BIO 485: Sensory Biology
Sensory Biology considers the senses from a whole organism perspective – from signal detection at the periphery and on to how the brain processes the information to produce a response. Over the course of the semester, we explore how animals detect, process, and respond to sensory stimuli such as light, odors, sound and temperature. We discuss the mechanisms and neural processes used by vertebrates, invertebrates, and even plants to sense the external and internal world. The comparative approach emphasizes common principles of sensory coding, as well some of the unique strategies that have evolved to address specific biological needs. Emphasis is on the senses that are best understood (visual, somatosensory, auditory, and olfactory), but we spend a third of the course covering more mysterious senses, including echolocation, electroreception, and even plant sensory biology. At the end of the class, you will have an excellent working knowledge of how information arriving through the sensory organs is processed to produce perception and guide behavior.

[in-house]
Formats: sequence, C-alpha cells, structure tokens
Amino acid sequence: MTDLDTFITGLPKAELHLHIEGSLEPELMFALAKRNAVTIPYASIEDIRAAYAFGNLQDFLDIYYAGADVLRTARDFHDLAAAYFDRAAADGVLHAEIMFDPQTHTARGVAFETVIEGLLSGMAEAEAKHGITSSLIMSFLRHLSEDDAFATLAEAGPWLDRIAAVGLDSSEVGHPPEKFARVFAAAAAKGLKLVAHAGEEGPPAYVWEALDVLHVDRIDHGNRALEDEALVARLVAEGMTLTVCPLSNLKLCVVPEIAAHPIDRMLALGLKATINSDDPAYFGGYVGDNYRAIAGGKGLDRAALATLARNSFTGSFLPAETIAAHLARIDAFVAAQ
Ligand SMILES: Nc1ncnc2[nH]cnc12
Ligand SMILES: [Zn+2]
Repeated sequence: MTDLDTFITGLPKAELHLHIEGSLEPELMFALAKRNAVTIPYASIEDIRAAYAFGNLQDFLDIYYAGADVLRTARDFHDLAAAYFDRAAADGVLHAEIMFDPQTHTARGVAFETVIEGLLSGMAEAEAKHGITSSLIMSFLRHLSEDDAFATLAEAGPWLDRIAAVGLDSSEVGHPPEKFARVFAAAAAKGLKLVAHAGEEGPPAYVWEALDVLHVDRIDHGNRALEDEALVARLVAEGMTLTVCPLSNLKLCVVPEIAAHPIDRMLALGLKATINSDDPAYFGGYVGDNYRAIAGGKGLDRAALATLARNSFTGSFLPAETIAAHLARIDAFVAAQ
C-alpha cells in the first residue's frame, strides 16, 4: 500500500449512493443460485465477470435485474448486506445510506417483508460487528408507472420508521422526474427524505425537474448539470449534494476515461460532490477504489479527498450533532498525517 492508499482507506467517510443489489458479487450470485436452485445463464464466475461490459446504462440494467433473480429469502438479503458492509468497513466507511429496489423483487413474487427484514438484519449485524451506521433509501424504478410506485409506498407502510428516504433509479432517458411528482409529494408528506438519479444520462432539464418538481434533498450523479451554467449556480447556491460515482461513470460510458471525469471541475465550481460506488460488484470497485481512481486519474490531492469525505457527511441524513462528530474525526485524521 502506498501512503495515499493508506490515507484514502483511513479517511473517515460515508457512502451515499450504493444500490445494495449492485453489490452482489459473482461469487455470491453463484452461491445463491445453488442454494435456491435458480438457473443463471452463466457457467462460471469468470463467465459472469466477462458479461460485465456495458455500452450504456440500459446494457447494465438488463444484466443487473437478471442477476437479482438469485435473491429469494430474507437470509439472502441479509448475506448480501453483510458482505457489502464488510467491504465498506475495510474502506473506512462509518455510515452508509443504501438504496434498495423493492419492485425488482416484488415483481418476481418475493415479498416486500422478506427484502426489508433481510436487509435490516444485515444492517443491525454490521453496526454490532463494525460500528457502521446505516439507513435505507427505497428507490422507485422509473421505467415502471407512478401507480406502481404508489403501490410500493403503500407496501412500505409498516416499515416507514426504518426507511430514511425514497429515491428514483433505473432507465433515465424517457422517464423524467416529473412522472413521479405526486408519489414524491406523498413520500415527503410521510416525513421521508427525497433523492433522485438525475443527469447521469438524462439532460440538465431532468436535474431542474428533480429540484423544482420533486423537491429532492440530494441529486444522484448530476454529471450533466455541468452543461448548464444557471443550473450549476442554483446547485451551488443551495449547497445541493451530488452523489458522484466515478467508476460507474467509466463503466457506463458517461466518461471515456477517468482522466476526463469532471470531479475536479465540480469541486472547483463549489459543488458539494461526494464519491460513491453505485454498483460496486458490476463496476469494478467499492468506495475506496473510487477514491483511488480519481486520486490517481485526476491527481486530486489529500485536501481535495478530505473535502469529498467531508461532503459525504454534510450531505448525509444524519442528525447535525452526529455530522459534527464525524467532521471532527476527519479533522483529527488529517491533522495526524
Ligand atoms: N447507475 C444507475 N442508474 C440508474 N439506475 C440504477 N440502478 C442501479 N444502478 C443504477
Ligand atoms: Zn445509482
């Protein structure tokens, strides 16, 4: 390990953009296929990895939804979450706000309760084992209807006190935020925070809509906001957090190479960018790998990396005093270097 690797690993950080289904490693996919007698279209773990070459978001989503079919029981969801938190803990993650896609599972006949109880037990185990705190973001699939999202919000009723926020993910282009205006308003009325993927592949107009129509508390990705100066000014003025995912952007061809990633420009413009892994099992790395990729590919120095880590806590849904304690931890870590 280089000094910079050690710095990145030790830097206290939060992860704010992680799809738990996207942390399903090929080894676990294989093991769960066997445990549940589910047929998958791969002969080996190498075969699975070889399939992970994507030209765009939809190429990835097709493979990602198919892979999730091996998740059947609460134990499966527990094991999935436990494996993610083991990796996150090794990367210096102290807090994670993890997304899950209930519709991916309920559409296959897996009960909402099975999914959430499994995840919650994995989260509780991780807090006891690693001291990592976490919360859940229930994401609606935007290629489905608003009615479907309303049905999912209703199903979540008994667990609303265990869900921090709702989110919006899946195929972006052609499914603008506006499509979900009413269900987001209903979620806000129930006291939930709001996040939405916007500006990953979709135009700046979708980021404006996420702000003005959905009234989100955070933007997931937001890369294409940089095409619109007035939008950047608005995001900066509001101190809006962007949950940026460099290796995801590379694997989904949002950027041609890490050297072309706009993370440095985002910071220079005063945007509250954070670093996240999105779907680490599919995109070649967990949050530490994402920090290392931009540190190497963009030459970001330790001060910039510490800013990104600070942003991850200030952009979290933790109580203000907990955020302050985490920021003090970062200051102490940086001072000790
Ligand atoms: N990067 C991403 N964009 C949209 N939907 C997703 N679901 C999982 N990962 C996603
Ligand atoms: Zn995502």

I generally teach BIO 485 in the Spring semester. You can check out more about the course here: Course Link (new course coding coming soon!)